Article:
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HAWK IN A CORNFIELD
William Johnson
October 21, 1968
The race toward No. 1 gets an exciting new entry when the high-scoring Kansas Jayhawks, their peppery coach and their dashing quarterback all come through in the clutch to beat Nebraska's Cornhuskers
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October 21, 1968

Hawk In A Cornfield

The race toward No. 1 gets an exciting new entry when the high-scoring Kansas Jayhawks, their peppery coach and their dashing quarterback all come through in the clutch to beat Nebraska's Cornhuskers

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It was a Saturday for troublemakers, one of those fierce fall afternoons when the coaches of college football's top-ranked teams wish the world would go away and leave them to dot their T's and cross their T's. But instead the world had turned out in enormous numbers to witness their trials: 85,000 in Columbus, where Ohio State reduced No. 1 Purdue to No. 0 on the scoreboard (page 52); 81,000 at Stanford, where No. 2 USC and its O. J. Simpson were tormented to distraction before escaping by a dram of Orange Juice; and 67,000 at Nebraska (the largest crowd in Big Eight Conference history), where the most distracting and surprising troublemaker of them all was on display, the Kansas team of Pepper Rodgers.

Startled coaches throughout the Big Eight have come to know—and agonize over—Franklin Cullen Rodgers of Kansas University as an unmitigated, foursquare, upstart Apostle of the Unexpected. Why, he might lead his team onto the field with a brisk 37-year-old's version of a double somersault. He might pass on fourth and one at the 10-yard line. He might pull out his miniature chessboard without warning and challenge the nearest stranger to a game. And now, although there is no sure route through the trackless terrain of the unexpected, he just might—in his sophomore year as a head coach—have turned one of the Midwest's doormats into a conference champion and a national power.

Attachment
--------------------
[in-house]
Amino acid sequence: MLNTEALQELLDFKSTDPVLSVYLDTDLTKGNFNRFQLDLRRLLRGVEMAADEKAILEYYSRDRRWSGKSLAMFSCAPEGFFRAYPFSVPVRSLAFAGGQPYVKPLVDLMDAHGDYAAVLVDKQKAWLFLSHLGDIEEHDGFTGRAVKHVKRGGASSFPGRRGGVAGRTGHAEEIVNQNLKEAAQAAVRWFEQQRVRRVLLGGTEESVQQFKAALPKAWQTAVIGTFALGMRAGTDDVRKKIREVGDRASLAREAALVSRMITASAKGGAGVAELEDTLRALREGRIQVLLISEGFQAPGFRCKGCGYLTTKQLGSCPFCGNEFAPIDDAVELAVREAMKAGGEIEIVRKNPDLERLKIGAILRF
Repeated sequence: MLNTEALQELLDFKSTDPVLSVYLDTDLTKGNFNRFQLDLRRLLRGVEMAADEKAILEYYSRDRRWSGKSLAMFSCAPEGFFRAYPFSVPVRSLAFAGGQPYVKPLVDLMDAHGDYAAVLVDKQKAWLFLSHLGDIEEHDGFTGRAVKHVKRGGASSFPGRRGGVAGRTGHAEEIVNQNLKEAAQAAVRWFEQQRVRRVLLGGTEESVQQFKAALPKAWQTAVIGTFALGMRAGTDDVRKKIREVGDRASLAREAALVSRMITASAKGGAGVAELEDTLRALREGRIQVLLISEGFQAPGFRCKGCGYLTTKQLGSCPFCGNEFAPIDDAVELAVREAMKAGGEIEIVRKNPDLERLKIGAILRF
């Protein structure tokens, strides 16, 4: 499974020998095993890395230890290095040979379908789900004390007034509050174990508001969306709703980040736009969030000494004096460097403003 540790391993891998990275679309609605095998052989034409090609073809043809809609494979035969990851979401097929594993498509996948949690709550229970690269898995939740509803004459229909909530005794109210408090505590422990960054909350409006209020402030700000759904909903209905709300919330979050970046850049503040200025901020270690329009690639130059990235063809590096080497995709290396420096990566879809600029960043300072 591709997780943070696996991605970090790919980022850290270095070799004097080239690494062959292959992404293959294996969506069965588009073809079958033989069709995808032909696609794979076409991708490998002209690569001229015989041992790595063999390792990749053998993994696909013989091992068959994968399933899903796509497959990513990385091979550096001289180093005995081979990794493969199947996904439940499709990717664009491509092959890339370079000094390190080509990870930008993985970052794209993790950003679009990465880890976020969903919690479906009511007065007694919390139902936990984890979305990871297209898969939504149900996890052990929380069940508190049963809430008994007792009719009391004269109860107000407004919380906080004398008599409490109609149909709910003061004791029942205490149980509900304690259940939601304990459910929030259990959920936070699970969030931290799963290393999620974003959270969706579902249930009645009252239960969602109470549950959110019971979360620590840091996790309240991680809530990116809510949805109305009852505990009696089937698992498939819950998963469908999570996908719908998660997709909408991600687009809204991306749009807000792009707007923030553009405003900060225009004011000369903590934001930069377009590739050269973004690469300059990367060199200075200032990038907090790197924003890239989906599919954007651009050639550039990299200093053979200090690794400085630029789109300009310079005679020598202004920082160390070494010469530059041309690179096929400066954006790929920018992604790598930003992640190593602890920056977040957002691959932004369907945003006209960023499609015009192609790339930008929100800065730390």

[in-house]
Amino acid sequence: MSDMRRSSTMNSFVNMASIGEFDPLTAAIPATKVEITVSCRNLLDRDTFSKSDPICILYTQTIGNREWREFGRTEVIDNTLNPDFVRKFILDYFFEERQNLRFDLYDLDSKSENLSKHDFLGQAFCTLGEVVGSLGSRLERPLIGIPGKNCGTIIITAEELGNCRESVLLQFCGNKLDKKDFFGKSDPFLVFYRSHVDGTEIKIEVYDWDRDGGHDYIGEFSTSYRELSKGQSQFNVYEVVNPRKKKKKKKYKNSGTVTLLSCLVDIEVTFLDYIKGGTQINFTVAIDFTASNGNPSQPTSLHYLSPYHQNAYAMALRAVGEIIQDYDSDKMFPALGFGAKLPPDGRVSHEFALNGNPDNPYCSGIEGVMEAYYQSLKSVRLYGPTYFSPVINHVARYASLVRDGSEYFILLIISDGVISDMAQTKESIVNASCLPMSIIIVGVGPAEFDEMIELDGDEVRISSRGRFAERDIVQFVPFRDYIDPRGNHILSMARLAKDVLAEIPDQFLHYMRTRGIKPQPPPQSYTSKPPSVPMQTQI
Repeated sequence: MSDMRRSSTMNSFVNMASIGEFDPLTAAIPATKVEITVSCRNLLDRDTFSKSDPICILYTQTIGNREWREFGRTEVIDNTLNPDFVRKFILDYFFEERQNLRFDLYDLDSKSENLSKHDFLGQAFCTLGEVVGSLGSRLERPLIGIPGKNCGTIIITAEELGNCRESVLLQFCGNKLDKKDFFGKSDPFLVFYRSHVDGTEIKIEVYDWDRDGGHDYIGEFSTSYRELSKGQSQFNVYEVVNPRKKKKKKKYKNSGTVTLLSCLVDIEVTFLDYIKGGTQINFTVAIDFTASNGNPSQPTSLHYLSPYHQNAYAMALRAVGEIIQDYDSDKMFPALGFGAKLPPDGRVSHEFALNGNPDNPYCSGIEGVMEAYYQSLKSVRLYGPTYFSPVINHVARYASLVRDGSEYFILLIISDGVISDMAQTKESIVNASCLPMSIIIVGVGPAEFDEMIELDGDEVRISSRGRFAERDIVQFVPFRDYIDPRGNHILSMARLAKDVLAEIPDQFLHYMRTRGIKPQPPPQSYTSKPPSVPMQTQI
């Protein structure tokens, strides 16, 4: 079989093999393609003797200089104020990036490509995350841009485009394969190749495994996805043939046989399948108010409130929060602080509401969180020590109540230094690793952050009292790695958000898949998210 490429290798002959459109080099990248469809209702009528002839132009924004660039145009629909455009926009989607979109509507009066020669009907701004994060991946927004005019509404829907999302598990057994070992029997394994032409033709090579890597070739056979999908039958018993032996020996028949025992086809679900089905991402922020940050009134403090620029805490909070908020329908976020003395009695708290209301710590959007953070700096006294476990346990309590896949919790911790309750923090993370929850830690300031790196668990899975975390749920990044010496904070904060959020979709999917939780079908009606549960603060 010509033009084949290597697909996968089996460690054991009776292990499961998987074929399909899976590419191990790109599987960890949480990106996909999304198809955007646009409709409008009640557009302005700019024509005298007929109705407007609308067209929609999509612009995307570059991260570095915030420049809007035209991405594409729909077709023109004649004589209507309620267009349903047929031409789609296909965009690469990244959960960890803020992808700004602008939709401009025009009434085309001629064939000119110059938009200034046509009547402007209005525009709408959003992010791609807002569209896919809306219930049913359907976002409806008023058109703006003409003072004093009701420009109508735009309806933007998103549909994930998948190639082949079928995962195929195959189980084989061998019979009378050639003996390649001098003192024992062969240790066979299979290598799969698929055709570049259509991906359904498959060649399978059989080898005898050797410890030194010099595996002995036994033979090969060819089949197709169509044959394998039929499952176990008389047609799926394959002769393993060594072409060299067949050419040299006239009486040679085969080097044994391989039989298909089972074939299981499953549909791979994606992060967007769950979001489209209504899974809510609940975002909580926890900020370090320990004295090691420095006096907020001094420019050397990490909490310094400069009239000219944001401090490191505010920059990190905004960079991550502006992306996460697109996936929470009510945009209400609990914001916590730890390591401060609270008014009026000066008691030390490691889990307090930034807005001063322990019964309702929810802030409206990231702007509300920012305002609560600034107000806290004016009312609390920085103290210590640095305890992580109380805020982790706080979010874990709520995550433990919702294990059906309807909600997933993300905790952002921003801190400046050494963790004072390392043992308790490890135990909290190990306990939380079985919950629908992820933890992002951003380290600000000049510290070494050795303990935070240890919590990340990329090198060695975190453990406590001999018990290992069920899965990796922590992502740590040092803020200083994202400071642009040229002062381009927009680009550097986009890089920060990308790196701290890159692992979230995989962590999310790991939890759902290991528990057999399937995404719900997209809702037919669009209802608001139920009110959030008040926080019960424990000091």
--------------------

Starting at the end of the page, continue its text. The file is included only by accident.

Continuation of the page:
At the very least, Rodgers and his men took a solid step in that direction on Saturday. In a rugged showdown with a typically formidable Nebraska team, KU's once-hapless Jayhawks took wing in a high-flying fourth quarter that gave them a 23-13 victory of considerable significance.

The game was the Big Eight opener for both teams, and both went into it boasting 3-0 records and a ranking in the Top 10. To Kansas' credit, the battle was met and won in Nebraska's notorious madhouse-red Memorial Stadium. Except for a teaspoonful of 5,500 brave, blue-blazered Jayhawk fans, the vast bowl overflowed with red wind-breakers, red Stetsons, red berets, red feathers, red boots, red ponchos and a distinctly blood-colored demand for revenge—last year Rodgers had gotten his maiden victory as a head coach by beating the Cornhuskers 10-0.

This year, given a dismal pregame drizzle and the seriousness of the situation, there was no somersaulting onto the field by Rodgers. "I may do the unexpected, but I do not do the suicidal," he said. "No sane man turns somersaults in the face of that many enemies."

Not entirely unexpectedly, Kansas was a slight favorite. This largely was due to the preposterous scores it had run up against Illinois (47-7), Indiana (38-20) and New Mexico (68-7), and while the Jayhawk offense had averaged 51 points a game, Nebraska had totaled only 61 in defeating Wyoming, Utah and Minnesota. But in the course of its success, Kansas had not faced a really strong opponent and some of the team's more stimulating statistics—such as an average of 6.5 yards over each of 213 offensive plays—were not likely to be repeated against the kind of defense that Nebraska Coach Bob Devaney insists upon.

Nevertheless, Rodgers is considered by many to be something of an offensive guru—last winter Texas' own bright young man, Darrell Royal, spent a week in the study and meditation of offense with Pepper—and he has constructed an impressive attack at Kansas, where a 5-5 record so startled the Big Eight in 1967 that it named him Coach of the Year.

Rodgers' most brilliant move has been the resurrection of Quarterback Bobby Douglass, a left-handed howitzer who fires the ball so hard he once split a six-stitch cut in a receiver's palm. After a dismal sophomore season Douglass responded brilliantly to Rodgers' tutoring. He became the Big Eight's Back of the Year in '67 and in his first three games this fall he completed four touchdown passes, scored four himself, and had pro scouts calling him the best prospect among the college quarterbacks.

Rodgers' mastery in the craft of quarterbacking is well known: he was a good quarterback himself at Georgia Tech 15 years ago and his work as backfield coach at Florida and UCLA was a major reason behind the Heisman Trophy successes of Steve Spurrier and Gary Beban.

But good as Douglass is, the Kansas offense does not move by quarterbacking alone, and Rodgers has plenty of runners, the most distinguished of them being Tailback Donnie Shanklin, a 5'9", 168-pound sprinter who had a 16.7-yard average in 17 carries, and a 19-year-old sophomore fullback, John Riggins. It was a lot of offense to hold in check, even for a Devaney team.

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